Example 198

Crosslinking Agent: “CYMEL303”

As in Example 194 except for the use of “CYMEL (registered trademark) 303” (a methoxymethylene-containing compound, product of Nihon Cytec Industries, Inc.) as a crosslinking agent, a varnish was prepared to obtain a polymer varnish (hereinafter abbreviated as “HB-TmDA20NH2SV5”).

Example 199

Crosslinking Agent: “UA-53H”

As in Example 194 except for the use of “UA-53H” (an acryl-containing compound, product of Shin-Nakamura Chemical Co., Ltd.) as a crosslinking agent, a varnish was prepared to obtain a polymer varnish (hereinafter abbreviated as “HB-TmDA20NH2SV6”).

Example 200

Crosslinking Agent: “B-830”

As in Example 194 except for the use of “B-830” (a blocked polyisocyanato-containing compound, product of Mitsui Chemicals Polyurethane Co., Ltd.) as a crosslinking agent, a varnish was prepared to obtain a polymer varnish (hereinafter abbreviated as “HB-TmDA20NH2SV7”).

Example 201

Crosslinking Agent: “B-5010”

As in Example 194 except for the use of “B-5010” (a blocked polyisocyanato-containing compound, product of Mitsui Chemicals Polyurethanes Co., Ltd.) as a crosslinking agent, a varnish was prepared to obtain a polymer varnish (hereinafter abbreviated as “HB-TmDA20NH2SV8”).

Example 202

Crosslinking Agent: “B-7075”

As in Example 194 except for the use of “B-7075” (a blocked polyisocyanato-containing compound, product of Mitsui Chemicals Polyurethanes Co., Ltd.) as a crosslinking agent, a varnish was prepared to obtain a polymer varnish (hereinafter abbreviated as “HB-TmDA20NH2SV9”).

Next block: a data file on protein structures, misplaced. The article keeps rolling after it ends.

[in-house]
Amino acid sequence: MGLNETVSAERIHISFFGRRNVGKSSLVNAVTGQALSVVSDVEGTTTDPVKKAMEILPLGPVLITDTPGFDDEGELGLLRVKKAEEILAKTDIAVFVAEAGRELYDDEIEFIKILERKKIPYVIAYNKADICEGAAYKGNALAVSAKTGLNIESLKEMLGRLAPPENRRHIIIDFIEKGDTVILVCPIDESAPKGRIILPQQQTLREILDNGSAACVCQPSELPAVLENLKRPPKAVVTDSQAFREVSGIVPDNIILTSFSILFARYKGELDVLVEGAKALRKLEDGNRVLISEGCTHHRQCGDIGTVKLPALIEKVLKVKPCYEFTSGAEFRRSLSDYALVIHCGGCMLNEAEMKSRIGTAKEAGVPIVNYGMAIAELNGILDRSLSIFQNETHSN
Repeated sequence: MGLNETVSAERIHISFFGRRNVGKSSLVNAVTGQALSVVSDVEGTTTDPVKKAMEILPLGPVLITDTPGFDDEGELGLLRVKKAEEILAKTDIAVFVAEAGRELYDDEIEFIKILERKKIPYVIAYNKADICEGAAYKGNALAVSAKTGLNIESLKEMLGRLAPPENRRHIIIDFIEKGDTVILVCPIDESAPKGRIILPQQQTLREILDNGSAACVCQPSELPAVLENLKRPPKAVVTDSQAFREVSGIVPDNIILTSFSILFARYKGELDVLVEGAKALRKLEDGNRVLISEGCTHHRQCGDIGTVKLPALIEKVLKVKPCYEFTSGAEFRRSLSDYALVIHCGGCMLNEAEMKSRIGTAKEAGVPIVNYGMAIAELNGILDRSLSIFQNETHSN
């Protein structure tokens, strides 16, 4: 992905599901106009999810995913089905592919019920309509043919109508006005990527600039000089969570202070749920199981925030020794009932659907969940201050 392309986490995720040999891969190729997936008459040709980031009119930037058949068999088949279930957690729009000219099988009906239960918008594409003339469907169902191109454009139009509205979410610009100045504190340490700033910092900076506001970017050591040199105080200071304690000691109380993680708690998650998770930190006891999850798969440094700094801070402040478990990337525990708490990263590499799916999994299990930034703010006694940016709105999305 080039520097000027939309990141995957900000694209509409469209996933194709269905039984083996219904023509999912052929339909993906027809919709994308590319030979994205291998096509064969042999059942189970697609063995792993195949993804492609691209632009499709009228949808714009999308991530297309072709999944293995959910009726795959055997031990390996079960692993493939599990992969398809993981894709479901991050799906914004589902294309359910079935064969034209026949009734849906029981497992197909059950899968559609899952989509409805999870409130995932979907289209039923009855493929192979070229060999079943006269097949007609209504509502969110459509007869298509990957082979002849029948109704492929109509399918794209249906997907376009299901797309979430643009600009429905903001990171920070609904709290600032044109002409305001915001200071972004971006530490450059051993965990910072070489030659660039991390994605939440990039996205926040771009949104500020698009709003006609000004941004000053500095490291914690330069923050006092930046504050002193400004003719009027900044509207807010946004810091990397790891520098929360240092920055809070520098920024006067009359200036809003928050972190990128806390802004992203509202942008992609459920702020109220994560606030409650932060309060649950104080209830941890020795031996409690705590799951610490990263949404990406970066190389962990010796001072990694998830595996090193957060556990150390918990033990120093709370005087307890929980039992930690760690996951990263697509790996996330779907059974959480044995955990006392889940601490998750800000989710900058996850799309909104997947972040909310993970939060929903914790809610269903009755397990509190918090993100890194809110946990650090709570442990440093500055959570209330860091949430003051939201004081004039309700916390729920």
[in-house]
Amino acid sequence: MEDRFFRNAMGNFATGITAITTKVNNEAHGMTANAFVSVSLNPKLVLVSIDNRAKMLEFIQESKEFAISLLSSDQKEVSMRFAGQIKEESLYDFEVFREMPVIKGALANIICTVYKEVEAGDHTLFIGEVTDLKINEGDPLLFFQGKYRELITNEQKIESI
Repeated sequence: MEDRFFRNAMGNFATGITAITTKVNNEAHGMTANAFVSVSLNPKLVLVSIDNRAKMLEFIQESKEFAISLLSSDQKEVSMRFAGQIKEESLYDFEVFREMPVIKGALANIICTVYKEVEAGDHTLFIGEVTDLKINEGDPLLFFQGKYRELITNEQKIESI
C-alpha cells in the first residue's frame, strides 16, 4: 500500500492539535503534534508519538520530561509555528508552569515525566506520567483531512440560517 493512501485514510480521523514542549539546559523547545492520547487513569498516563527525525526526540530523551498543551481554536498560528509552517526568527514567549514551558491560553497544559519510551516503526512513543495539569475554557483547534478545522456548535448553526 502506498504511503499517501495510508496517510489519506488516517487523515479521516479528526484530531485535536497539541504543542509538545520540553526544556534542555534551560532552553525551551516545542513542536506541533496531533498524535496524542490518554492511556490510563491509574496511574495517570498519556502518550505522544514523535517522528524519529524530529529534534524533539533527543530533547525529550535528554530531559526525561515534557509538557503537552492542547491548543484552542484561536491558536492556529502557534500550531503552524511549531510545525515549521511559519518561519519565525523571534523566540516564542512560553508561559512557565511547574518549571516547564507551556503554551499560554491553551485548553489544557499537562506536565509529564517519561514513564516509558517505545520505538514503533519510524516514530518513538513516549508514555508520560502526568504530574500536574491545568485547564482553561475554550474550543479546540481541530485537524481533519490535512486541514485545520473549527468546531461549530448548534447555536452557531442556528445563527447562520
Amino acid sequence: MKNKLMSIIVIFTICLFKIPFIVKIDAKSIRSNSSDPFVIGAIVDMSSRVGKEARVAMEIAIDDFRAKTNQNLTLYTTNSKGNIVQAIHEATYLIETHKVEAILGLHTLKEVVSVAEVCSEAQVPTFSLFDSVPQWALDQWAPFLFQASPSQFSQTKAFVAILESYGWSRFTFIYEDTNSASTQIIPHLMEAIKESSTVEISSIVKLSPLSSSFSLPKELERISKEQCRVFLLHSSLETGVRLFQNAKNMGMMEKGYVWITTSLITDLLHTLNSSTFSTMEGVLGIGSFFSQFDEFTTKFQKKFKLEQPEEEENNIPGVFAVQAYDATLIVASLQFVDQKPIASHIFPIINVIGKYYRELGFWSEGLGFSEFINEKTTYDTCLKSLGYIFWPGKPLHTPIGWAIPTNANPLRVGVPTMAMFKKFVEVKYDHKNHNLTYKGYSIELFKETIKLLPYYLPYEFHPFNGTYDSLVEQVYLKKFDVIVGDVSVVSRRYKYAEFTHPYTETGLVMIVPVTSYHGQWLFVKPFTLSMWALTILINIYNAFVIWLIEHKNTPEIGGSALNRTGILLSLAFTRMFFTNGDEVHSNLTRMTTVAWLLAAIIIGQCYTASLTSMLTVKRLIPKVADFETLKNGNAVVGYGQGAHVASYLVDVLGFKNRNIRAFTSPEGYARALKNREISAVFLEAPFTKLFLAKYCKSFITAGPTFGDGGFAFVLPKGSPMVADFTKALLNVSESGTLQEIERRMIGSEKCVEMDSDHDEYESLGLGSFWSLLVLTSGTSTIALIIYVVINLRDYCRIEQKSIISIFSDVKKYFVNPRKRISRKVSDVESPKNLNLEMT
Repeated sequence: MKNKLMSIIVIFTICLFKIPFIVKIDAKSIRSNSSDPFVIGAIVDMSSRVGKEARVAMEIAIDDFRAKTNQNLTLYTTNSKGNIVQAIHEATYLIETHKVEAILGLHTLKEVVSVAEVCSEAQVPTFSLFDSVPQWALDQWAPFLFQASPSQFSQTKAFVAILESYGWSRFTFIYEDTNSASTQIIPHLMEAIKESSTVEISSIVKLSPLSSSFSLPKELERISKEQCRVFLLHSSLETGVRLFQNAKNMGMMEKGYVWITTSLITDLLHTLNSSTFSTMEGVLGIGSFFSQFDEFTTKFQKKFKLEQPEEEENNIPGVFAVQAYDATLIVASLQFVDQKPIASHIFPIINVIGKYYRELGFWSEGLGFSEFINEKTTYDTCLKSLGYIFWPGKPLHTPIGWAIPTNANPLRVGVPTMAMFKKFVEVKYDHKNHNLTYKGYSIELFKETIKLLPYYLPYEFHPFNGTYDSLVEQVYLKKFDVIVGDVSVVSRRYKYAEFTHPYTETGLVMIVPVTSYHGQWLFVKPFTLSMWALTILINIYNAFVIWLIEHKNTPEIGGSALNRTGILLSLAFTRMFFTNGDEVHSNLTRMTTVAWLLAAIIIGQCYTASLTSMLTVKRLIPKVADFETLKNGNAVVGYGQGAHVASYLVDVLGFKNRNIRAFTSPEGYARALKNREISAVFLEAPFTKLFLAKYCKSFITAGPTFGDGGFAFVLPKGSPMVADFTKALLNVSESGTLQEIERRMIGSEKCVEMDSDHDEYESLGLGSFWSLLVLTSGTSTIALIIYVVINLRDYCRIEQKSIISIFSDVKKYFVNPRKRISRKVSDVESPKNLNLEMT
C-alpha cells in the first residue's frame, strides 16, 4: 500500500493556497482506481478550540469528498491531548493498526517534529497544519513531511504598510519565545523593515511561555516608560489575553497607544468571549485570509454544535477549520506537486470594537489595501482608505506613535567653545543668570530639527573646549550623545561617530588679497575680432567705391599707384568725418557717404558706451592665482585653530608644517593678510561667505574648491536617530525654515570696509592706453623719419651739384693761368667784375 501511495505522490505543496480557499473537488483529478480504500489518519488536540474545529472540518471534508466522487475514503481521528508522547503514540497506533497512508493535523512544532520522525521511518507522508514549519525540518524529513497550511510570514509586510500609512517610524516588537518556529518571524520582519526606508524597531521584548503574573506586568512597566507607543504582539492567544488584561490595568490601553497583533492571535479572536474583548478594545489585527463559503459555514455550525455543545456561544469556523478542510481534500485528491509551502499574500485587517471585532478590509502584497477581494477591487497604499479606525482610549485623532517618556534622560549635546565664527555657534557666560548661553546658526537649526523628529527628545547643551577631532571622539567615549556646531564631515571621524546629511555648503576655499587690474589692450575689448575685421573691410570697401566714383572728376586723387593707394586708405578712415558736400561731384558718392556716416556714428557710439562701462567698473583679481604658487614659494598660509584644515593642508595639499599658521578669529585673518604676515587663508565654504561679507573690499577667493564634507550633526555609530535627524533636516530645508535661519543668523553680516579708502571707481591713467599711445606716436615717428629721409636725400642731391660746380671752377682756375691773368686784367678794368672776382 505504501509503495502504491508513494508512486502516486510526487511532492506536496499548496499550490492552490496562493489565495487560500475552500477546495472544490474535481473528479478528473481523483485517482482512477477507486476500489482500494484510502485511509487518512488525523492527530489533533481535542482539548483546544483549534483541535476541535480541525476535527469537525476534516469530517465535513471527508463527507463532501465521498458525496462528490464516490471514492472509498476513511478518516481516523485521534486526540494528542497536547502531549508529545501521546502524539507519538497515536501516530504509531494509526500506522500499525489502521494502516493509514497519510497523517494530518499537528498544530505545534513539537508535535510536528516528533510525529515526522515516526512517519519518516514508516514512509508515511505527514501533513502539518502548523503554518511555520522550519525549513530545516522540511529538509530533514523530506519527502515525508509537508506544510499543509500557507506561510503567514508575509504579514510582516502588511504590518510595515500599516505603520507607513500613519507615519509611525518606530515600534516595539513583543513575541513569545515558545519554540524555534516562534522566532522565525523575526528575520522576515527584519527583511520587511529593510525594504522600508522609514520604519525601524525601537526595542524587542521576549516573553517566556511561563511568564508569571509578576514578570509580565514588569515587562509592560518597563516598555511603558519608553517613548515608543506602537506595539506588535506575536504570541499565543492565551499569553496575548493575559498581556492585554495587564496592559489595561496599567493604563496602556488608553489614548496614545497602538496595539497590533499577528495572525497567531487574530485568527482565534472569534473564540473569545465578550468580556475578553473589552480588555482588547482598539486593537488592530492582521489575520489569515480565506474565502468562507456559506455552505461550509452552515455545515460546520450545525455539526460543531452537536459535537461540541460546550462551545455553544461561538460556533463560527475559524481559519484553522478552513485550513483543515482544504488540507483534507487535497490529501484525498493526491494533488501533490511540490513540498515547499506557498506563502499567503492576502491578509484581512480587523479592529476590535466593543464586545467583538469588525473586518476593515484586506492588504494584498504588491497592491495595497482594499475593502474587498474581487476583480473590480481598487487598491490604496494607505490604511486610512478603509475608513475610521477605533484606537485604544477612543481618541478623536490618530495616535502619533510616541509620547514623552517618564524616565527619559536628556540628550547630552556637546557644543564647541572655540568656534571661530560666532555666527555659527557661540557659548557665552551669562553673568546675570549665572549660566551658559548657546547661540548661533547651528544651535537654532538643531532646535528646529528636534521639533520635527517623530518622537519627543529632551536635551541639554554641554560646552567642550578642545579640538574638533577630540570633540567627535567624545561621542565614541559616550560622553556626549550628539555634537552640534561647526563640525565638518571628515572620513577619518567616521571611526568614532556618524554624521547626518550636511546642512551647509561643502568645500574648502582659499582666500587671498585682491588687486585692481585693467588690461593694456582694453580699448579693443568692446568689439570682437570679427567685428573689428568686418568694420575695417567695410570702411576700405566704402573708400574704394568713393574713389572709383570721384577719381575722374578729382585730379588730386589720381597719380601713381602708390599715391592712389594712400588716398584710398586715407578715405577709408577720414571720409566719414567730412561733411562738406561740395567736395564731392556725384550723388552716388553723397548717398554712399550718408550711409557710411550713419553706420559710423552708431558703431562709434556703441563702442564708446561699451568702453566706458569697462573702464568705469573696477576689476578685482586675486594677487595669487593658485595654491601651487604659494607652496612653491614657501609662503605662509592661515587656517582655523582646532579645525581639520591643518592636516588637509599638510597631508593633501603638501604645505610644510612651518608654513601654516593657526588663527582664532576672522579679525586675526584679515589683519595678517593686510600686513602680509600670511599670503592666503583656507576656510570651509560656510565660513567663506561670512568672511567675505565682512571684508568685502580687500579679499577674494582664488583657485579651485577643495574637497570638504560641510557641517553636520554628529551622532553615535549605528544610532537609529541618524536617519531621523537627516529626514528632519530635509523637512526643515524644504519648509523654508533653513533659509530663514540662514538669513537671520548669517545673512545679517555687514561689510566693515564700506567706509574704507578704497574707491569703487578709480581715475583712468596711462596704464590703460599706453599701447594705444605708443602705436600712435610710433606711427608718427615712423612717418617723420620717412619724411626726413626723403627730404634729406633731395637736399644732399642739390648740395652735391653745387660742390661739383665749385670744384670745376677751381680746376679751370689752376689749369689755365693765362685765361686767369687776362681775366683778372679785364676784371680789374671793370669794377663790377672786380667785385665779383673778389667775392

Example 203

Crosslinking Agent: “KAYARAD DPHA”

As in Example 194 except for the use of “KAYARAD (registered trademark) DPHA” (an acryl-containing compound, product of Nippon Kayaku Co., Ltd.) as a crosslinking agent, a varnish was prepared to obtain a polymer varnish (hereinafter abbreviated as “HB-TmDA20NH2SV10”).

Example 204

Crosslinking Agent: “TM-BIP-A”

As in Example 194 except for the use of “TM-BIP-A” (a hydroxymethylene-containing compound, product of Asahi Organic Chemicals Industry Co., Ltd.) as a crosslinking agent, a varnish was prepared to obtain a polymer varnish (hereinafter abbreviated as “HB-TmDA20NH2SV11”).

Example 205

Crosslinking Agent: “OXT-221”

As in Example 194 except for the use of “OXT-221” (an oxetane skeleton-containing compound, product of Toagosei Co., Ltd.) as a crosslinking agent, a varnish was prepared to obtain a polymer varnish (hereinafter abbreviated as “HB-TmDA20NH2SV12”).

Example 206

Crosslinking Agent: “OX-SQ-H”

As in Example 194 except for the use of “OX-SQ-H” (an oxetane skeleton-containing compound, product of Toagosei Co., Ltd.) as a crosslinking agent, a varnish was prepared to obtain a polymer varnish (hereinafter abbreviated as “HB-TmDA20NH2SV13”).

Example 207

Crosslinking Agent: “OX-SC”

As in Example 194 except for the use of “OX-SC” (an oxetane skeleton-containing compound, product of Toagosei Co., Ltd.) as a crosslinking agent, a varnish was prepared to obtain a polymer varnish (hereinafter abbreviated as “HB-TmDA20NH2SV14”).

Solvent Resistance Test

Example 208

Using a spin coater, a 10% by mass PGME solution of HB-TmDA20NH2 obtained in Example 193 was spin-coated onto a silicon substrate to give a 200 nm thickness. Under the atmosphere, prebaking was performed for 1 minute on a hot plate controlled at 100° C. Under the atmosphere, final baking was then performed for 5 minutes on the hot plate controlled at 300° C. to obtain HB-TmDA20NH2-F0 as a film on the substrate.

A solvent resistance test of the resultant HB-TmDA20NH2-F0 was performed. The thickness of HB-TmDA20NH2-F0 after the final baking was 198.4 nm, which was recorded as an initial thickness. In Thinner 73, HB-TmDA20NH2-F0 was immersed fully, and left over for 5 minutes. HB-TmDA20NH2-F0 was then dried in air, and baked for 1 minute on a hot plate controlled at 200° C. to completely vaporize any remaining solvent. Subsequently, its thickness was measured, and was compared with the initial thickness.